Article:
Violin’s secrets come out of the woodwork

A rare Stradivarius violin that dates from 1725 and is estimated to be worth $997,000.

Scientists are leaving no string untuned in their attempt to unravel the secrets of the Stradivarius. They’ve analyzed varnishes, types and densities of wood, the shapes and thicknesses of the plates that make up these highly prized, centuries-old violins. Now a research team from Leiden University in the Netherlands and Borman Violins in Fayetteville, Ark., says it has found clues within the wood’s annual growth rings.

The duo compared two Stradavarius and three Gesu violins to eight modern ones, using computer densitometry – a noninvasive technique for measuring changes in a material’s density on a fine scale. It’s most often used for medical imaging. The researchers say they found little or no difference in the overall average density of the wood used in the classical and modern instruments. But once they looked at the wood’s growth rings, they saw a striking difference. Wood in the annual rings showed significantly wider differences in density at the beginning and at the end of a growing season in the modern instruments than they did in the classical ones. Those differences among violin generations could help explain the difference in sound, they conclude, either by directly affecting the way the wood vibrates or by affecting the way it dampens the sound.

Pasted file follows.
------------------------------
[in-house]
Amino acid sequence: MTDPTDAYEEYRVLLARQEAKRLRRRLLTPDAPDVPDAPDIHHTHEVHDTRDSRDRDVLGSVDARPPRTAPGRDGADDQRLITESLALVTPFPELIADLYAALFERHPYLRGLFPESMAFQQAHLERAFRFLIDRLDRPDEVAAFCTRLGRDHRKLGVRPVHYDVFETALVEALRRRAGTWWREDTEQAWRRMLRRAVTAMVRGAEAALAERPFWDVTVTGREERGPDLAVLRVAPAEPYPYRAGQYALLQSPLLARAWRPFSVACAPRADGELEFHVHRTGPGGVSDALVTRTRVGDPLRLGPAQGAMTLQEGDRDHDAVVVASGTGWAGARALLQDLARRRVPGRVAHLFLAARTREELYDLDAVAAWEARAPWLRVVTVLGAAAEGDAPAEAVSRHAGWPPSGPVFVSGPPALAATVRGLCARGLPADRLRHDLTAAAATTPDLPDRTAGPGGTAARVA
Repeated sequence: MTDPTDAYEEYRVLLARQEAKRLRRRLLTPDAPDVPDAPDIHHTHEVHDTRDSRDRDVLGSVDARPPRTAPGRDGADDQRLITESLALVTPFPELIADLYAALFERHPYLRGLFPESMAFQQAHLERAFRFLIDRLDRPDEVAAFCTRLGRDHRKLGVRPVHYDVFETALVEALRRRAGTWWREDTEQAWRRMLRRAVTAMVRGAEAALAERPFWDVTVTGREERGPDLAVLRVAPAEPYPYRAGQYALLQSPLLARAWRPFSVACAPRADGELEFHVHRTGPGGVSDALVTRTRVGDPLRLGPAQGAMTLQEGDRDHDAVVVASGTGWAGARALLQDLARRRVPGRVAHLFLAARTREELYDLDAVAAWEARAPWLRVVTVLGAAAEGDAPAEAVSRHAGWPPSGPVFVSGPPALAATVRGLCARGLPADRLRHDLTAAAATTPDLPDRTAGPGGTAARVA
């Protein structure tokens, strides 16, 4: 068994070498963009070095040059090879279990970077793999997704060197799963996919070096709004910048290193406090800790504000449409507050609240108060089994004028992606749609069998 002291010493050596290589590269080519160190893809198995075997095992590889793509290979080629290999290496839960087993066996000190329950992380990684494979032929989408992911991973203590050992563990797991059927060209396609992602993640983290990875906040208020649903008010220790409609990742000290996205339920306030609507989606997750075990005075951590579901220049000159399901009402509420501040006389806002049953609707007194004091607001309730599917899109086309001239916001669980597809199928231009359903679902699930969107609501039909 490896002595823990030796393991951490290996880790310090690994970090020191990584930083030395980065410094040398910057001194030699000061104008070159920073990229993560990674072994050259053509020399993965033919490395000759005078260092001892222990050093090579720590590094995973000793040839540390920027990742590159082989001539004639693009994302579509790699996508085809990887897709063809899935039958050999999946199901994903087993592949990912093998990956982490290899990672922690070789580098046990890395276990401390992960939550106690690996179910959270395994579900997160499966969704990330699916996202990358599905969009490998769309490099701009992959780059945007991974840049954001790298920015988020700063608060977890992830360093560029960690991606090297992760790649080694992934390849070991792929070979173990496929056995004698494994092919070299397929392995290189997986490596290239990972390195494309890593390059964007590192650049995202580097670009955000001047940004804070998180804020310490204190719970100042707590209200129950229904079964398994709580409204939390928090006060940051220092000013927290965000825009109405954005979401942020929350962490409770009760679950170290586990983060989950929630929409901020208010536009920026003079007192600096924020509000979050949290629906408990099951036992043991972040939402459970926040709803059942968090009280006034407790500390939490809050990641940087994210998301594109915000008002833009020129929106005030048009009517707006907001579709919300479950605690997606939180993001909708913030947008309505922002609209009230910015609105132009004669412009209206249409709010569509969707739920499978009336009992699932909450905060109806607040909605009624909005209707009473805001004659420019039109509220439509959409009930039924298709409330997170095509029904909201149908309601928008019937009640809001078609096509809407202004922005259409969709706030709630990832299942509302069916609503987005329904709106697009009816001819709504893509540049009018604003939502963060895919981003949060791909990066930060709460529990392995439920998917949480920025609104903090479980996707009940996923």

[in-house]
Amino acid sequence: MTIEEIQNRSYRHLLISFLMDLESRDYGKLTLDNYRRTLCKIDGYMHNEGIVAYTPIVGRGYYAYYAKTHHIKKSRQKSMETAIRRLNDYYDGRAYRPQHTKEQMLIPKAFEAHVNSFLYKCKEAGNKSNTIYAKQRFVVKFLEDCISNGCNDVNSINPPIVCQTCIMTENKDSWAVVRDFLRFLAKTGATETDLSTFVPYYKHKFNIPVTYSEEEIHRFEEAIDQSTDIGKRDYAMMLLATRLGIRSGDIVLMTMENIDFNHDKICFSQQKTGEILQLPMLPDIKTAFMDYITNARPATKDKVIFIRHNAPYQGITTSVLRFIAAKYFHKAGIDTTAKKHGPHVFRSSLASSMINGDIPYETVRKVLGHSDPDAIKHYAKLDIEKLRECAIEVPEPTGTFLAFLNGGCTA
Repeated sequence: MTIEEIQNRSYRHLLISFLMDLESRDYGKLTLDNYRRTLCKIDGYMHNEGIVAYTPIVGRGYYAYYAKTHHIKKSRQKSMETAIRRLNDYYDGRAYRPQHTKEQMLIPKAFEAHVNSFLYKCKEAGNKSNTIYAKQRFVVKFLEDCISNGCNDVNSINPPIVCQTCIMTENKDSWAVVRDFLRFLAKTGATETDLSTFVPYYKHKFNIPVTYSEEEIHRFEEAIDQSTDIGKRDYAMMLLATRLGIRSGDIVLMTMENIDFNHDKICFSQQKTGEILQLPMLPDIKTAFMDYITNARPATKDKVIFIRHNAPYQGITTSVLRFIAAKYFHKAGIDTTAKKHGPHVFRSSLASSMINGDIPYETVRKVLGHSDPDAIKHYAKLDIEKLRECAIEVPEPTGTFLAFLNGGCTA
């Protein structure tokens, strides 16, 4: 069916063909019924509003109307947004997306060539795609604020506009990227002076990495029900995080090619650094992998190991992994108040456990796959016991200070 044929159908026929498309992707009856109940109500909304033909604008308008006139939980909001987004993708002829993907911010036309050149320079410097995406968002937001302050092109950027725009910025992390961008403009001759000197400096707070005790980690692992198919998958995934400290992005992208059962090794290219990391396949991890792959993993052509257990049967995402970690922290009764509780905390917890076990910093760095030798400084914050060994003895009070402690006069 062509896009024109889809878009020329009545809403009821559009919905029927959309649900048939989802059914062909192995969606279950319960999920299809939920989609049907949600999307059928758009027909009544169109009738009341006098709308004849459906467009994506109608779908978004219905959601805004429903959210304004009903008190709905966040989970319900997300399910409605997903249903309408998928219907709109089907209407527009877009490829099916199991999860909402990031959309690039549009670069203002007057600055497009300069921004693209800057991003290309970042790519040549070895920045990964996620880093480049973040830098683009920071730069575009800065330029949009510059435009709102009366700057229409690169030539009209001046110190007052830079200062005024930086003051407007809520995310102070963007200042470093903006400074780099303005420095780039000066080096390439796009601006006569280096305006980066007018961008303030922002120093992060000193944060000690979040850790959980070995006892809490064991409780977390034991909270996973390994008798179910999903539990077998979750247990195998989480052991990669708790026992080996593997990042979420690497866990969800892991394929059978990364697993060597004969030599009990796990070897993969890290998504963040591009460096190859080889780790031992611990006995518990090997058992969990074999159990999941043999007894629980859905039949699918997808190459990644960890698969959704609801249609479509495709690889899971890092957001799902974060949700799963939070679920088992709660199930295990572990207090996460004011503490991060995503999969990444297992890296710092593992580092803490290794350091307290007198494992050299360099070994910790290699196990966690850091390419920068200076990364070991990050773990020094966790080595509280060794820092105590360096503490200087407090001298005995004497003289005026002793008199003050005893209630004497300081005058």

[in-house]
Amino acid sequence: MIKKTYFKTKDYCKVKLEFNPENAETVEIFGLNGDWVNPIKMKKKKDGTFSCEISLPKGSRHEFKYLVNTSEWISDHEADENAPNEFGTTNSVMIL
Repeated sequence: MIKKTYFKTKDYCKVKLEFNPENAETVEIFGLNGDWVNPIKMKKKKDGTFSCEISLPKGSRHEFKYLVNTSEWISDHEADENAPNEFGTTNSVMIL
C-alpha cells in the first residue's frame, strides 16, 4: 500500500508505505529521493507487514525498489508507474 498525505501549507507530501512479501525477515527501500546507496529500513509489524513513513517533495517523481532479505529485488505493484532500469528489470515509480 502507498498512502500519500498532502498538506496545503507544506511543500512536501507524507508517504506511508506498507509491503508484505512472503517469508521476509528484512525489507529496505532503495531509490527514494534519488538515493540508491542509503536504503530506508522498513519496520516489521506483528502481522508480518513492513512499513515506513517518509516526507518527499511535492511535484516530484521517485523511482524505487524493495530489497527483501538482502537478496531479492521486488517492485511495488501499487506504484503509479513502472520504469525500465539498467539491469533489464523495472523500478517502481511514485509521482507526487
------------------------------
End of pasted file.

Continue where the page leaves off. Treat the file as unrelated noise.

The means the masters used to achieve the narrower density differences remains a mystery. The team notes that several approaches would achieve this result, including fuming the wood with nitric acid or ammonia. The duo offers up its observations in the hopes that today’s luthiers can come closer to matching the tonal quality of the old masters. The results appear in the current issue of the Public Library of Science’s PLoS ONE.

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